Inheritance tax – nil rate band
Death duties have been with us for centuries, in the guise of Estate Duty, Capital Transfer Tax and now Inheritance Tax (IHT). The combination of frozen thresholds and rising property prices have meant more estates than ever are likely to face an IHT bill.
This briefing provides an overview of the Nil Rate Band (NRB), including the Transferable NRB. Supporting calculations are included to show the learning points in practice.
IHT is a tax on the transfer of assets on certain lifetime gifts or on death.
- IHT is only charged on the part of an estate that is the above the tax-free allowance called the Nil Rate Band (NRB) of £325,000.
- For those who have been married and their spouse / civil partner has died, they will be able to claim the Transferable NRB.
- There is also a Main Residence NRB of £175,000 which is available to anyone who owns a main residence which is passed onto their direct descendants.
The current rates of IHT on death are 0% up to the NRB and 40% on the excess, (reduced to 36% if 10% or more of the deceased’s net estate is left to charity).
UK domiciled individuals are liable to UK IHT on assets they own anywhere in the world. Non-UK domiciled individuals only pay UK IHT on assets that are situated in the UK.
No IHT is payable on gifts between spouses/civil partners as long as both parties are domiciled in the UK.
The Nil Rate Band
Most assets will be chargeable to IHT unless they are specifically exempt. An individual’s estate can include:
- Their home and any other properties they own.
- Any savings or investments (some types of pensions are excluded from the estate, but other investments including ISAs are taxable).
- Any other assets.
An individual’s domicile status will determine whether they are subject to UK IHT or not. IHT applies to individuals who are domiciled in the UK, and it is assessable on their worldwide assets. For those domiciled abroad (non-UK domiciles), the tax usually applies only to assets situated in the UK.
The first £325,000 of an individual’s estate at death is taxable at nil per cent and so, effectively, is free of tax. This is called the Nil Rate Band (NRB). The NRB will remain frozen at this amount until April 2028. Since October 2007, the unused NRB of one spouse or civil partner can be transferred on death to the survivor, known as the Transferable NRB. IHT is charged at 40% on the excess above the NRB (£325,000).
The Transferable NRB
Since October 2007, the unused NRB of one spouse or civil partner can be transferred on death to the survivor.
- For deaths occurring on or after 9 October 2007, it is possible for the executors of a deceased person to make a claim for any unused portion of a former spouse or civil partner’s NRB, irrespective of when that person died.
- Spouses/civil partners are taxed independently of each other. On the death of one spouse/civil partner, it is necessary to value their estate, which only includes the assets (or share of assets) which belonged to them.
- Each spouse/civil partner has the benefit of the NRB, exemptions and reliefs, independently of the other spouse/civil partner. Transfers between spouses and civil partners, whether living together or not, are usually exempt. There is an exception to this when one of the parties is non-UK domiciled.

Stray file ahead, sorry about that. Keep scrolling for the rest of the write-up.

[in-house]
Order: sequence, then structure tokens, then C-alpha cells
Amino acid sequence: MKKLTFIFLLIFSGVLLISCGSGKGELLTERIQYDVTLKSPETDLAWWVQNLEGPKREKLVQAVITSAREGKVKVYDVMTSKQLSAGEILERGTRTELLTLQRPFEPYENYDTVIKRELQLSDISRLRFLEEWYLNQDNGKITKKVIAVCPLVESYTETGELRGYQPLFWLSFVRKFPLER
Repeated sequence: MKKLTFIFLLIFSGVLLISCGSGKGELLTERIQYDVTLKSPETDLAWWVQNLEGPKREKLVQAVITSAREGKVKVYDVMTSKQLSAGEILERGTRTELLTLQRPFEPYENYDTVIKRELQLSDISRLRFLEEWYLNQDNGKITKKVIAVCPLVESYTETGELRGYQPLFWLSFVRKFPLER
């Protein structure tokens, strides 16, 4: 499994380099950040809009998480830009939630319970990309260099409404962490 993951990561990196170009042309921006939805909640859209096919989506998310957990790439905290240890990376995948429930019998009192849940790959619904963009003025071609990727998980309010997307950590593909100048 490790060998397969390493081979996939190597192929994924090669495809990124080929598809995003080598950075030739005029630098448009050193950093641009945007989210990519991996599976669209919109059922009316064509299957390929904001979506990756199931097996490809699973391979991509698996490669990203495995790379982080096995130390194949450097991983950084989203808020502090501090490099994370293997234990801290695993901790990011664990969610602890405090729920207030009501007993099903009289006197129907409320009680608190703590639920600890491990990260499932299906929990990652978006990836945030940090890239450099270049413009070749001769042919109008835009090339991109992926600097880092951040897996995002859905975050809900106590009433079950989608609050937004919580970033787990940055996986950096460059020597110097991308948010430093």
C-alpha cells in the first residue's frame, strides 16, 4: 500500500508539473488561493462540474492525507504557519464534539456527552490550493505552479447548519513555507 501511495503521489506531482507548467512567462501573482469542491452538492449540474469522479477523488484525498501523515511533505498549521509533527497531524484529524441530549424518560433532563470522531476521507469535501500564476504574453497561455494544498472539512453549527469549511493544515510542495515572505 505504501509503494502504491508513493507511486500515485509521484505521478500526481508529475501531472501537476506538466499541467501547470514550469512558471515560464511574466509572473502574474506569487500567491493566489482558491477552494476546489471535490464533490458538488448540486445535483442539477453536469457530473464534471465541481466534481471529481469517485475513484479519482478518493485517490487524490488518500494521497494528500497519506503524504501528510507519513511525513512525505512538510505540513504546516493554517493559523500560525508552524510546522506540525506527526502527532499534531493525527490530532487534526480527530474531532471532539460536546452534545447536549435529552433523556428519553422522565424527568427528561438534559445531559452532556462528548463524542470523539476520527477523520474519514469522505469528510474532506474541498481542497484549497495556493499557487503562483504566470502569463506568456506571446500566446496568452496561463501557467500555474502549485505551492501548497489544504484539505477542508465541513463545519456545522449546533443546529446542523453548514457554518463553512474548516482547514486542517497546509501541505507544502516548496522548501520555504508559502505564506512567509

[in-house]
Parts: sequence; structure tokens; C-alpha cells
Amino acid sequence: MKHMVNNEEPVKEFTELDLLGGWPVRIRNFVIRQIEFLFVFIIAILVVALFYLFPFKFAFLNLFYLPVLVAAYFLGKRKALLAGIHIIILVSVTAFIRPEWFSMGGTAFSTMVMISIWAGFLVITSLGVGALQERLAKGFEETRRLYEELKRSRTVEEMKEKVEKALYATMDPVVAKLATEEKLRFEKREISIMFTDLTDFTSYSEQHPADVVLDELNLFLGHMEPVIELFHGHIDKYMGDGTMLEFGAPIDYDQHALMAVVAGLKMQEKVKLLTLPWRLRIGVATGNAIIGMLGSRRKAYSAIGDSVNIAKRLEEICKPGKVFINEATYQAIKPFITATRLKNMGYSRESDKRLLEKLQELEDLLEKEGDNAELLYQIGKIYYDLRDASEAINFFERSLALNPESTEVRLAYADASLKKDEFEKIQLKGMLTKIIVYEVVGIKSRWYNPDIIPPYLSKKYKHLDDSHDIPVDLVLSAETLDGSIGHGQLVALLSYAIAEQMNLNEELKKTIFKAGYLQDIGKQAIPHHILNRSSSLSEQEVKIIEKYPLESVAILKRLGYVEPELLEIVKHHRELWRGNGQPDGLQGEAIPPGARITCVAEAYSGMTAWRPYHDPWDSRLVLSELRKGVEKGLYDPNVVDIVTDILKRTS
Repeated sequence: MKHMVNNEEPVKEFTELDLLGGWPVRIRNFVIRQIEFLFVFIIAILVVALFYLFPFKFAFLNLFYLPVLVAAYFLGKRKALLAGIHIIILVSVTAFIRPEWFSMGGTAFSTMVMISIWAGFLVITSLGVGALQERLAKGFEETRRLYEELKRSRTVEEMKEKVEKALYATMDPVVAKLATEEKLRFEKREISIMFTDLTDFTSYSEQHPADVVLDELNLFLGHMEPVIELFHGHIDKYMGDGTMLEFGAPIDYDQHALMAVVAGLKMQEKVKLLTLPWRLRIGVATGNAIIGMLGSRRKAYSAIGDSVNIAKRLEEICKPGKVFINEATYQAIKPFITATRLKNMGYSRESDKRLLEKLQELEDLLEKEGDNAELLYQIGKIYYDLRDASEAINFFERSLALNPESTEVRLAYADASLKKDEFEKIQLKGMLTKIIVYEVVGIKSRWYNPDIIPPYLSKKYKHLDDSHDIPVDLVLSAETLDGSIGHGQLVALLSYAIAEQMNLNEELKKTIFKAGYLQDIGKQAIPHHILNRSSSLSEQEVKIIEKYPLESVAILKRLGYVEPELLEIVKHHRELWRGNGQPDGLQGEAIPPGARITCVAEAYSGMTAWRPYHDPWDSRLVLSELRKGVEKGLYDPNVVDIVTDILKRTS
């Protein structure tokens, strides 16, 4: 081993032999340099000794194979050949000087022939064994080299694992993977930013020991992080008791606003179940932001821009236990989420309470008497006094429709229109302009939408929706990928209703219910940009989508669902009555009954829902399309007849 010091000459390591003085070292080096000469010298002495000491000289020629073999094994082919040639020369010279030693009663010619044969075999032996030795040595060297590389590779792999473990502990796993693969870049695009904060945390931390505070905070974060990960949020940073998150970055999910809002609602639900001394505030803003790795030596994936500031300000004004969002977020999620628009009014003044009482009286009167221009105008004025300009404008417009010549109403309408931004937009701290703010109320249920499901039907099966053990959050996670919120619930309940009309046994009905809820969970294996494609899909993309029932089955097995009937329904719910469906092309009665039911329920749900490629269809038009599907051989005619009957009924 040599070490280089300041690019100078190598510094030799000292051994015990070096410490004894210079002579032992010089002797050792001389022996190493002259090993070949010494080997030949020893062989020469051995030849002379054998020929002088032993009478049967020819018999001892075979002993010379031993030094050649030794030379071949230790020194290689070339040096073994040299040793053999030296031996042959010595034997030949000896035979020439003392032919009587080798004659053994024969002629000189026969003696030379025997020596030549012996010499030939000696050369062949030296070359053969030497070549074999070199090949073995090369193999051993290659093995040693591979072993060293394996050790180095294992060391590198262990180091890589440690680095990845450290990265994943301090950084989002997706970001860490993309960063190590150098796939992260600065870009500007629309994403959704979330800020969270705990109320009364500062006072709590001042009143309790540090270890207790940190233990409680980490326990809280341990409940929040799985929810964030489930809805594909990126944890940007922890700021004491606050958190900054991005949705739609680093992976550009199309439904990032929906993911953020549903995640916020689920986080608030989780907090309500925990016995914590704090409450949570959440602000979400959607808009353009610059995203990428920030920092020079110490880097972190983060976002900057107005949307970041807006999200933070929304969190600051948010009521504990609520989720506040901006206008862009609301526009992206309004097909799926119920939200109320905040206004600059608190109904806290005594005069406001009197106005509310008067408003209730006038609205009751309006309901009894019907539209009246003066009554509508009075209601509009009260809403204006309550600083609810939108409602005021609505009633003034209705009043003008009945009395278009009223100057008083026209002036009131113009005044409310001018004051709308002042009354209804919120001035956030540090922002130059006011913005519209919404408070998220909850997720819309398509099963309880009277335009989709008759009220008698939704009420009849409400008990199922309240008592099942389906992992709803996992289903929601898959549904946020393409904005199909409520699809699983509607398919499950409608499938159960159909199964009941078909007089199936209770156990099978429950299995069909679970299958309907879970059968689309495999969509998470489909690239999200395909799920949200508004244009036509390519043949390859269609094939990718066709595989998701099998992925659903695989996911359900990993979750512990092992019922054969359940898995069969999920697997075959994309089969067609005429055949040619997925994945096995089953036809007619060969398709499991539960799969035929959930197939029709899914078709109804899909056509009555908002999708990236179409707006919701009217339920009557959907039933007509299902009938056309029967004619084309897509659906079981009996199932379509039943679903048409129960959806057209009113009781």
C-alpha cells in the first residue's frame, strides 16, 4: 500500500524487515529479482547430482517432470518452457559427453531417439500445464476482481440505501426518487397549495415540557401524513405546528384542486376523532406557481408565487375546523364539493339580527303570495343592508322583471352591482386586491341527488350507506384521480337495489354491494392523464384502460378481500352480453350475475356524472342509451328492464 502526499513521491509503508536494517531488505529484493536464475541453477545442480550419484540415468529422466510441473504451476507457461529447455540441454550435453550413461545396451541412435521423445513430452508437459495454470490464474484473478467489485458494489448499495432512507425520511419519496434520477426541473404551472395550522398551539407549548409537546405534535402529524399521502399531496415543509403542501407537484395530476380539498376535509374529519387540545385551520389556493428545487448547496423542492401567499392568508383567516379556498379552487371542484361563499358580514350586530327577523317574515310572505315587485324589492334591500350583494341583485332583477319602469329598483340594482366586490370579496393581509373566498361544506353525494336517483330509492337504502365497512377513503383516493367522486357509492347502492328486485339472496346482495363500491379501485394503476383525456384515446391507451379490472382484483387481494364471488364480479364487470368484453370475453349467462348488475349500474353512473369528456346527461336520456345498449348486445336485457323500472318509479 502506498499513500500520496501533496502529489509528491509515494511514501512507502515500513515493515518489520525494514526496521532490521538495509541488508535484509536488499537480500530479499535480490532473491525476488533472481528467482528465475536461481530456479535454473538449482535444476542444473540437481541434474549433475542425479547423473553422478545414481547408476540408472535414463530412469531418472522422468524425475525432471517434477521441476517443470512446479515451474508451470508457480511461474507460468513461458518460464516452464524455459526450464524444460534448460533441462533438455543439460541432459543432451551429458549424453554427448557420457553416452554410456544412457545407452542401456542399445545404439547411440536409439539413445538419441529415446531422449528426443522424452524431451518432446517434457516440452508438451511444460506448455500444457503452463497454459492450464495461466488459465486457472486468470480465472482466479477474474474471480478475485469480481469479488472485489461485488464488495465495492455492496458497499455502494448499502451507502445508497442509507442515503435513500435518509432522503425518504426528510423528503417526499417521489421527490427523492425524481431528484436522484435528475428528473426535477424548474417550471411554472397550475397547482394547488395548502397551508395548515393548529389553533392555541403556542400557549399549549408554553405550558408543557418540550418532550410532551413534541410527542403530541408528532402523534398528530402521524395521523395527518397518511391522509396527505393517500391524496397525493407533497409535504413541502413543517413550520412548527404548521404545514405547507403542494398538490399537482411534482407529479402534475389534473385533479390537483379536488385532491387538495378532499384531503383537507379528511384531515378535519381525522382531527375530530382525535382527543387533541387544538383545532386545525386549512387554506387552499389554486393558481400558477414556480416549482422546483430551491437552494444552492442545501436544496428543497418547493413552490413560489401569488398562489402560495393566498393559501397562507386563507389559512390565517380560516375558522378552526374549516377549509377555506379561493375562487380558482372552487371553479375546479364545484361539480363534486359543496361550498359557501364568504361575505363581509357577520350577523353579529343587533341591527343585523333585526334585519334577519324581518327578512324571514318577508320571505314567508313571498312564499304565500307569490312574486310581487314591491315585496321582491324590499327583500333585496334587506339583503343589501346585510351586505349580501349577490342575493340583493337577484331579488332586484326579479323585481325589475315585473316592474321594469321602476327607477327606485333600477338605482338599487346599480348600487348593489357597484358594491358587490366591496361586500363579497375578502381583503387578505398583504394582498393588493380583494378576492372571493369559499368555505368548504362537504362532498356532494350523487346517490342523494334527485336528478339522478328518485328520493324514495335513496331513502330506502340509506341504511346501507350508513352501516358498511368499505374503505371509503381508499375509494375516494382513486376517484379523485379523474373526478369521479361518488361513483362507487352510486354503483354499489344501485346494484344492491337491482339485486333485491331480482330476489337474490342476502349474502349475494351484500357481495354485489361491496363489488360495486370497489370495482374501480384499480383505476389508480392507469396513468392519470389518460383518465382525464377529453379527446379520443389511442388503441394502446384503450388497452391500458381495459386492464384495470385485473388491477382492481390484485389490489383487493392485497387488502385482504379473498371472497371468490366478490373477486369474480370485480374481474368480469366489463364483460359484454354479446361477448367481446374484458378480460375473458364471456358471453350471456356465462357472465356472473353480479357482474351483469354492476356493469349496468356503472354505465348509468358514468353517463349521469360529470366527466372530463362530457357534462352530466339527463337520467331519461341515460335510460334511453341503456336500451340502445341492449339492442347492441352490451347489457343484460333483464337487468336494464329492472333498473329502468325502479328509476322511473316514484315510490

- The amount of NRB available for transfer will be based on the proportion of the unused NRB at the time of death of the first spouse or civil partner, but based on the NRB applicable at the time of death of the survivor.
- A maximum 100% of the NRB will be available, although it can be accumulated on more than one occasion, for example if a person dies having survived more than one spouse or civil partner, provided the survivor was married to them at the time that they died.
- The Legal Personal Representatives (LPR’s) can claim any unused NRB. The claim must be made using form IHT402. This form must be sent to HMRC no later than 24 months after the end of the month in which the deceased died. For example, if an individual died on 10 September 2023, the form would need to be sent no later than 30 September 2025.
- There are various documents that need to accompany the IHT402. These broadly include:
- A copy of the first spouse’s or civil partner’s Will
- His or her death certificate
- Marriage certificate or civil partnership certificate
- A copy of the grant of representation regarding the spouse’s or civil partner’s estate (confirmation in Scotland)
- A copy of the deed of variation or any similar document which was executed to change the people who inherited under the spouse’s or civil partner’s Will
Transferable NRB example calculations
Pradeep died in May 2007 when the NRB was £300,000, leaving £75,000 to his son Rajesh and the remainder to his wife Sangeeta. Thus, Pradeep used £75,000 of his NRB of £300,000 which is 25%, leaving 75% for Sangeeta to use upon her death.
Sangeeta died last month with an estate of £750,000. She had made no gifts during her lifetime and has left her entire estate to Rajesh. The IHT calculation on Sangeeta’s death is as follows:
|Pradeep’s Transferable NRB
(£325,000 x 75%)
|Chargeable to IHT at 40%
Helen died recently with an estate of £850,000 having been predeceased by two husbands.
Malcolm died in August 1996 when the NRB was £200,000. He left £50,000 of his £400,000 estate to his daughter and the remainder to Helen. This means Malcolm used £50,000 of his NRB of £200,000 = 25%, leaving 75% for Helen to use upon her death.
Helen’s second husband, Ron died in December 2017 when the NRB was £325,000. He left £195,000 of his £500,000 estate to his godson Hugh and the remainder to Helen. Thus, Ron used £195,000 of his NRB of £325,000 = 60%, leaving 40% for Helen to use upon her death
Adding the percentages of both Malcolm’s and Ron’s unused NRB gives 75% + 40% = 115%. As this exceeds the maximum, Helen can claim 100% of the current NRB as the Transferable NRB.
|Chargeable to IHT at 40%